Tuesday, December 31, 2013

In which I ruminate. A bit.

As a bit of a follow-up to yesterday's "Why-I'm-Not-Posting-post," I would like to add this tidbit:

If I was observing my life and my reaction to it with some objectivity, I would have to say that although I am having moments, hours, yes, even days of overwhelming anxiety, this state is not controlling me. I am somehow able to acknowledge these feelings and still carry on. Still laugh, clean the house, entertain, play Candy Crush, bake Christmas cookies, and shop. Definitely shop. But that's another story. Still, there are things I am having trouble doing, and things I cannot do. My brain, some days, is as functional as scrambled eggs. Still, I notice a difference from the Rough Days of the past and those of the present.

I can only give credit to God's grace
, and to my family, for being understanding and supportive. It is quite touching, really. Part of it, I think is just age and experience. And an understanding that anxiety, itself, has a tendency to amplify and distort a situation that will likely change on its own, without any help from me. It is helpful to remember Ecclesiastes, that there is "nothing new under the sun."

 Adding to my distress, is the responsibility I bear for it. Which I recently took to confession, and rightly or wrongly, was basically told I did not make a good confession. That's what I get for going to a different confessor, I guess. My usual one has context. Oh well. I received grace, whether or not I made a textbook confession, my intention was good.

Lastly, in this rambling gathering of words on a page, is that Bob and I are blessed to be going to the Jesus Retreat again this year. Any inclined to do so, please keep us in your prayers, that we come away with more of Him and less of us.

God Bless you, and best wishes for a happy, healthy new year!

Monday, December 30, 2013

Dear Blog,

I have not abandoned you. Nor am I on vacation. Just going through a bit of a rough time. Be back soon. I do miss you.

AMFL, Kelly

Saturday, November 30, 2013

7 quick thankful takes; a photo-palooza

Well, it was all worth it! We enjoyed every minute.

1. As soon as they arrived, Kaden sat right down and took out his toys.

2. Monday evening we had a mini-surprise-birthday-party for Kaden. I made my somewhat famous chili for dinner. Afterward, Meghann took Kaden to the upstairs bathroom. (Cause what little boy doesn't have to go)? while we got things ready. The kitty decided to play his Under-the-Door-Swatting-at-Whatever-is-There game with them. Which seemed like a fun way to keep Kaden busy while we lit the candles on his cake -- except that Kaden's finger was the thing that got swatted. And scratched. Then he wanted Meghann to "tell on" Tumnus (the kitty) to Nonnie, (me). By the time he came downstairs he had indignant tears in his eyes, waiting for his mama to tattle. Instead, we all jumped out and yelled, "surprise!"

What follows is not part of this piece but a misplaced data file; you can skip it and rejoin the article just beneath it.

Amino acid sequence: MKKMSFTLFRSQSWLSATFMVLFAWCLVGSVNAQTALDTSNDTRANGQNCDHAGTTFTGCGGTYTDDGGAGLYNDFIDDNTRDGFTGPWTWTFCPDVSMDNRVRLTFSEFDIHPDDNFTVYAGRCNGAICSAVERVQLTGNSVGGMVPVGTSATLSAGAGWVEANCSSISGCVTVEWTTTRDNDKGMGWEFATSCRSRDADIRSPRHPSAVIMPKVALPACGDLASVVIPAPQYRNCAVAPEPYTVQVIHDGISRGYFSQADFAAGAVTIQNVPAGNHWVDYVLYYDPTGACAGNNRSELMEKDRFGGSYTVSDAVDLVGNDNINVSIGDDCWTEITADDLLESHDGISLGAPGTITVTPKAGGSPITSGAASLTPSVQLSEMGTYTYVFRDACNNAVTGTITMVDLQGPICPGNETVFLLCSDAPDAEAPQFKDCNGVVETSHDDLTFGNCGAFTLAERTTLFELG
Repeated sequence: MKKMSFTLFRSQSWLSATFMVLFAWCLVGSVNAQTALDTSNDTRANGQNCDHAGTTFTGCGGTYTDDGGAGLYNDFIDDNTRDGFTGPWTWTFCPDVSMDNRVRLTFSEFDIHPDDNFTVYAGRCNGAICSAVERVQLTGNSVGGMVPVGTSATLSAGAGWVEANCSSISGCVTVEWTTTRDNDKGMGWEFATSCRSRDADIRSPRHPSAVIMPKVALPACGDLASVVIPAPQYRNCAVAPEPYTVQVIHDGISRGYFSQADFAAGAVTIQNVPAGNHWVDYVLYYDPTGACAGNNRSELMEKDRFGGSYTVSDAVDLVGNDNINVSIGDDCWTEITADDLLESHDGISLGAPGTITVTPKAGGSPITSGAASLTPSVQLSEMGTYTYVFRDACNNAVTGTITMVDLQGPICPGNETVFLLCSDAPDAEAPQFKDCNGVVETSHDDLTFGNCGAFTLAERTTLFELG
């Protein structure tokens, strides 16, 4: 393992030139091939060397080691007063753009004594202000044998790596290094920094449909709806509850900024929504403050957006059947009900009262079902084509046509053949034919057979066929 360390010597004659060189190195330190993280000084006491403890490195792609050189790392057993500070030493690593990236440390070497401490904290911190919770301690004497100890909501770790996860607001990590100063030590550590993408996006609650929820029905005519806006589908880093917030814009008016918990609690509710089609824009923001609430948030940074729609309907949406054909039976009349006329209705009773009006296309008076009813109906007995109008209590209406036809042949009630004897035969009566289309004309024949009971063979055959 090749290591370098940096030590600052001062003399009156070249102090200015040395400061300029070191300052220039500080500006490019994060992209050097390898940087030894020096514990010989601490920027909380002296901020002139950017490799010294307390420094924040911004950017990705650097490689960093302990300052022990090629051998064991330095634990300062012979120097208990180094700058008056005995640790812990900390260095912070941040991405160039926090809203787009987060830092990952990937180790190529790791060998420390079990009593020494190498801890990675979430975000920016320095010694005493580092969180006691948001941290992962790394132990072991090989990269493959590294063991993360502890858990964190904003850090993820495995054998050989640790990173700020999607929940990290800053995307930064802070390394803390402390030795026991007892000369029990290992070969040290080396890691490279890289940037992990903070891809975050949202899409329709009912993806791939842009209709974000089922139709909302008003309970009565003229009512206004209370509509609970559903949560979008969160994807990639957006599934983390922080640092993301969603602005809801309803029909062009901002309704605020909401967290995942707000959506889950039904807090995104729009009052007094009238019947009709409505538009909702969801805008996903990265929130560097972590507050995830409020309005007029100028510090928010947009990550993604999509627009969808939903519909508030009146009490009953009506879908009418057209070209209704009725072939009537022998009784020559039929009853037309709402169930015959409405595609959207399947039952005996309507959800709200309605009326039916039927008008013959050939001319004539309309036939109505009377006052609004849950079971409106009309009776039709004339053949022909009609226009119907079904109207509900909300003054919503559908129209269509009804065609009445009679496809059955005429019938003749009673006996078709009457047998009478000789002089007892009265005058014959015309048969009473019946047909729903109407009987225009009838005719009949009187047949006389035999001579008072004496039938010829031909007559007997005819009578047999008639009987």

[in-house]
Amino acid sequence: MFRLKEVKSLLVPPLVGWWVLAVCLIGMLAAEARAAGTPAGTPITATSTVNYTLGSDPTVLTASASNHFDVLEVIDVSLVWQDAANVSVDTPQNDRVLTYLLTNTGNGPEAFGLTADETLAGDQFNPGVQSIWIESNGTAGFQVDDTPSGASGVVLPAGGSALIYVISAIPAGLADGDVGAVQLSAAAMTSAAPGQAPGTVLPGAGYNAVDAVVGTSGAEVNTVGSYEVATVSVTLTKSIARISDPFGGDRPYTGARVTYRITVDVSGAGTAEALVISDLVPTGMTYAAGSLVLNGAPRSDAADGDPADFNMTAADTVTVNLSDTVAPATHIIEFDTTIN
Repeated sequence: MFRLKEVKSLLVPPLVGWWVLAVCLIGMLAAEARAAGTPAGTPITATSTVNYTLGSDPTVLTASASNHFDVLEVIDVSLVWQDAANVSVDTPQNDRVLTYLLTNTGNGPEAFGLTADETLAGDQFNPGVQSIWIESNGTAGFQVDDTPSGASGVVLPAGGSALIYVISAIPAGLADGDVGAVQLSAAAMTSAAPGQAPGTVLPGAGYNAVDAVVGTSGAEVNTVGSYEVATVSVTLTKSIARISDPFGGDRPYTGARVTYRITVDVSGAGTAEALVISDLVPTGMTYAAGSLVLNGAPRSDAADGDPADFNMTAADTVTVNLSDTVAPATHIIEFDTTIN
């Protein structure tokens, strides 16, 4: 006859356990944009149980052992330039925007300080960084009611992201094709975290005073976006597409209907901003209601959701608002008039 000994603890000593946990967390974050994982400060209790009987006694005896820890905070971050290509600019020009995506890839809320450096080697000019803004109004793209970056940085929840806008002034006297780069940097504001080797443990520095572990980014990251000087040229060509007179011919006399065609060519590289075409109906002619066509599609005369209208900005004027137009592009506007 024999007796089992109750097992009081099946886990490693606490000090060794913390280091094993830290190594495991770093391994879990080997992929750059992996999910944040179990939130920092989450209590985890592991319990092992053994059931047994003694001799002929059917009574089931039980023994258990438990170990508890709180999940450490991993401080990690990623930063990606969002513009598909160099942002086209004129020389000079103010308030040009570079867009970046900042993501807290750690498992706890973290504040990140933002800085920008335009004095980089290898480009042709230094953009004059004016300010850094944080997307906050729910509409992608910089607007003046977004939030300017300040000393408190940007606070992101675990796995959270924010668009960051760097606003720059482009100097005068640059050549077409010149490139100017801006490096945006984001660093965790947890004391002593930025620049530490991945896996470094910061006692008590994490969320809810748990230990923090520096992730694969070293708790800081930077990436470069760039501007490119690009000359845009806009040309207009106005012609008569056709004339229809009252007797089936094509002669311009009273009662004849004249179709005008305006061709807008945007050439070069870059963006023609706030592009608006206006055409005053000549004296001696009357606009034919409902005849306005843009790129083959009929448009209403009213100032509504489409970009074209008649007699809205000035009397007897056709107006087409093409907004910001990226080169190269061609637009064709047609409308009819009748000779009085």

*--we are having trouble getting the pictures and video of this part from Malaika's phone--I will update ASAP--*

 But later, his surprise party, my favorite from scratch chocolate cake, and a few gifts, turned out to be one of the things he was thankful for.

3. After that, Kaden hung out playing games and putting together his new Legos with Uncle Ben, while Bob and I, Jeff and Meghann went out.

This one is a little blurry--but Uncle Ben became a quick favorite.

First, we went to Paddy's Pub. The show, It's Always Sunny in Philadelphia, a favorite of Jeff and Meghann, and is based on this bar. Not fancy, but we had fun.

Then, four cold and windy blocks to The Plough and the Stars. We walked because I did not want to lose my parking space. We passed several along the way...whoops.

The place was gorgeous! We sat right by the (real) fireplace, and ordered hot cocktails. Delicious.

4. Tuesday, we went by Love park. They were setting up the Christmas village, but they got some nice shots. Here is one-

On the way to Macy's to see the decorations and visit Poppie at his office (same building), we saw this store I had never seen before.

Funny how you see things with new eyes. How did I ever miss the Funk-O-Mart?

Then we went in Macy's. We got to hear and see the organ, and look around at the decorations. The light show didn't begin till Friday, but we looked up at the big tree and I told Kaden how I used to take his mama to see the light show. 

If you squint just right, you can see the organ to the left of the tree. It is like a gated-in room, but you can watch the organist on a screen. Behind the tree is where the light show takes place.
 We didn't take any pictures in Bob's office. By then, Kaden was hungry and wanted to try out one of the city's hot dog carts. Turned out to be a good choice! Yummy.

5. Then--getting ready for The Day. We were having our feast on Wednesday, as they had to be back for poor Jeff to work on Black Friday. Here are some shots of the preparations:

 Here is Corrie working on one of our appetizers, and I had just asked Jeff to go out back and get the turkey out of the brine, with a semi-lengthy explanation of how.  I sent him out with an aluminum pan, which he then brought in, empty. I just looked at him with kind of an alarmed expression. He said, "Oh, did you want the turkey?"

 There was also a Jenga tournament happening in the living room.

Here is Kaden making a turkey craft.

nothing like kid-crafts


Always so nice to see Daniel!

Loved having everyone here.
6. The meal.

Every year, I forget something. Chiefly, the rolls. Since they are put in last while we get everything to the table, they have been forgotten until someone smelled the burning. This year, we remarked on how smoothly things went.  The stuffing was not dry, nor the turkey, the mashed potatoes were perfect thanks to Rachael, and the roasted veggies all got done. Dessert was lovely, the custard set, the pumpkin pie delicious, even though I forgot the butter, and Daniel brought two yummy pies. Then,  Melissa went to work on the dishes. I came into the kitchen to find her doubled over, hands on her knees, making funny sounds. Like she couldn't catch her breath. She seemed to be pointing towards the oven.